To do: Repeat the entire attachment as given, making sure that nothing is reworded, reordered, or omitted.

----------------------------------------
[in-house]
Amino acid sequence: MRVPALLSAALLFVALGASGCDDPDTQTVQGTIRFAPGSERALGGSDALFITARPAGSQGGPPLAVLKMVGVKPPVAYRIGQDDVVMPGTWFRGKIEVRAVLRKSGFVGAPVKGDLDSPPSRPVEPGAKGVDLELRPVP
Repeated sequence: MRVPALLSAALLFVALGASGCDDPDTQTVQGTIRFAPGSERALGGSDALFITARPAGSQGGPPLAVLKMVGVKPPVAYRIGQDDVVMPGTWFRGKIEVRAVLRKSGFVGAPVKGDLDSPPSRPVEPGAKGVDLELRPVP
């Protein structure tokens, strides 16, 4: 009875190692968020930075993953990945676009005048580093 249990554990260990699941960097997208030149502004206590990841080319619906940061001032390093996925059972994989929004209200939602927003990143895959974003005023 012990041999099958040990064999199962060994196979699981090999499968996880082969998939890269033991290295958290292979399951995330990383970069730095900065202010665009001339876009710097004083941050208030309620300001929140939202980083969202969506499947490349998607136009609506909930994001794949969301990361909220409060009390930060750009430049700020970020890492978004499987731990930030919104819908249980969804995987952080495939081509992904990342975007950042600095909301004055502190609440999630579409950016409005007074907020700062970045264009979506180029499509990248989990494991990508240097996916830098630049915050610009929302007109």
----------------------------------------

[in-house]
Amino acid sequence: MRVPALLSAALLFVALGASGCDDPDTQTVQGTIRFAPGSERALGGSDALFITARPAGSQGGPPLAVLKMVGVKPPVAYRIGQDDVVMPGTWFRGKIEVRAVLRKSGFVGAPVKGDLDSPPSRPVEPGAKGVDLELRPVP
Repeated sequence: MRVPALLSAALLFVALGASGCDDPDTQTVQGTIRFAPGSERALGGSDALFITARPAGSQGGPPLAVLKMVGVKPPVAYRIGQDDVVMPGTWFRGKIEVRAVLRKSGFVGAPVKGDLDSPPSRPVEPGAKGVDLELRPVP
């Protein structure tokens, strides 16, 4: 009875190692968020930075993953990945676009005048580093 249990554990260990699941960097997208030149502004206590990841080319619906940061001032390093996925059972994989929004209200939602927003990143895959974003005023 012990041999099958040990064999199962060994196979699981090999499968996880082969998939890269033991290295958290292979399951995330990383970069730095900065202010665009001339876009710097004083941050208030309620300001929140939202980083969202969506499947490349998607136009609506909930994001794949969301990361909220409060009390930060750009430049700020970020890492978004499987731990930030919104819908249980969804995987952080495939081509992904990342975007950042600095909301004055502190609440999630579409950016409005007074907020700062970045264009979506180029499509990248989990494991990508240097996916830098630049915050610009929302007109």